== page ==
Important Notice May 2019 Increased Cap Amount in Effect from June 1, 2019, to May 31, 2020, for the Sales Tax Exemption for Electronic News Services

The cap amount for purposes of the sales tax exemption for sales or uses of electronic news services that occur from June 1, 2019, to May 31, 2020, is: $3,441. The new cap amount is an increase from last year’s amount of $3,285. Background The Tax Law provides an exemption from sales and use taxes for certain electronic news services. One of the conditions for the exemption is that the service must be sold at or below a cap amount. The cap amount is 300% of the annualized average daily newsstand price of the three newspapers with the largest total paid national daily circulation. The Tax Department must determine the cap amount annually by April 1 of each year, based on the prices charged for the three newspapers as described above, during the first week of January of each year. The cap amount will then apply for the succeeding twelve-month period beginning on June 1 and ending on May 31. For more information, see TSB-M-12(1)S, Sales and Use Tax Exemption for Electronic News Services and Electronic Periodicals. Note: An N-Notice is generally issued to announce a singular event, such as an update to a previously issued tax form or instruction, or to announce a new due date for filing returns and making payments of tax because of a natural disaster. The department does not revise previously issued N-Notices.

Research & Development Tax Credit

The Research & Development Tax Credit is a federal benefit (also available in many states) that was enacted to promote growth, innovation, and inspire advancements in all areas and facets of business. The credit is an undoubtedly beneficial incentive for businesses large and small. However, many companies are hesitant to take advantage of the credit for fear of a possible IRS audit. This is a common misconception. Taking a research credit on a timely filed return, including extension, does not increase your audit risk. Recent IRS statistics indicate that approximately .9% of all Corporate tax returns and .2% of pass-through (S-Corp and Partnership) tax returns are audited annually. When a return is selected, it can be for a variety of reasons including random selection. If a tax return is selected for review by the IRS, agents generally will focus on the most material items included on a return. The research credit tends to be one of the most material and effective items used by taxpayers to lower effective tax rates.

As such, properly detailed documentation goes a long way toward the sustainability of the credits claimed, which minimizes time, effort, and stress under IRS audit. Working with a qualified, ethical firm with integrity can abate many issues that could arise during an audit. Companies need to select a provider that can ensure the highest standard of documentation prepared during the study. Learning what to expect and how to be prepared in the event of an audit is highly recommended.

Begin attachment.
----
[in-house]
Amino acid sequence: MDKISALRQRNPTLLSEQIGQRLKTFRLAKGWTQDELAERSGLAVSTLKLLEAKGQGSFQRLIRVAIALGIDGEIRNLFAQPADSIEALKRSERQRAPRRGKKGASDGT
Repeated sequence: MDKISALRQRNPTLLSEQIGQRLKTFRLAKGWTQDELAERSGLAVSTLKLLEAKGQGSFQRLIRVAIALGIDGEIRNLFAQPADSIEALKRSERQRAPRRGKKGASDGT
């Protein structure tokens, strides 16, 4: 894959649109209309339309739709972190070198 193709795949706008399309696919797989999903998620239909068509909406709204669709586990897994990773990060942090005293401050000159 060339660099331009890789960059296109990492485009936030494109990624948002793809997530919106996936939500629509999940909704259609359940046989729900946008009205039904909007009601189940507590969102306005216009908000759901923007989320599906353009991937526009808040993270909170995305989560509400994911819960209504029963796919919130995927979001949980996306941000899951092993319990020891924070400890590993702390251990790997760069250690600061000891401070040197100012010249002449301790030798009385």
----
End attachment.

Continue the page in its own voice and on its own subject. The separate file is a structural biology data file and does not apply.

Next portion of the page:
published by KBKG

#Home_office_deduction benefits eligible #small #business owners


Small business owners may qualify for a #home office deduction that will help them save money on their taxes, and benefit their bottom line. Taxpayers can take this deduction if they use a portion of their home exclusively, and on a regular basis, for any of the following:

  • As the taxpayer’s main place of business.
  • As a place of business where the taxpayer meets patients, clients or customers. The taxpayer must meet these people in the normal course of business.
  • If it is a separate structure that is not attached to the taxpayer’s home. The taxpayer must use this structure in connection with their business
  • A place where the taxpayer stores inventory or samples. This place must be the sole, fixed location of their business.
  • Under certain circumstances, the structure where the taxpayer provides day care services.

Deductible expenses for business use of a home include:

  • Real estate #taxes
  • Mortgage #interest
  • Rent
  • Casualty losses
  • Utilities
  • Insurance
  • Depreciation
  • Repairs and Maintenance

Certain expenses are limited to the net income of the business. These are known as allocable expenses. They include things such as utilities, insurance, and depreciation.  While allocable expenses cannot create a business loss, they can be carried forward to the next year. If the taxpayer carries them forward, the expenses are subject to the same limitation rules.

There are two options for figuring and claiming the home office deduction.

Regular method
This method requires dividing the above expenses of operating the home between personal and business use. Self-employed taxpayers file Form 1040, Schedule C, and compute this deduction on Form 8829.

Simplified method
The simplified method reduces the paperwork and recordkeeping for small businesses. The simplified method has a set rate of $5 a square foot for business use of the home. The maximum deduction allowed is based on up to 300 square feet.

There are special rules for certain business owners:

Share this tip on social media — #IRSTaxTip: Home office deduction benefits eligible small business owners

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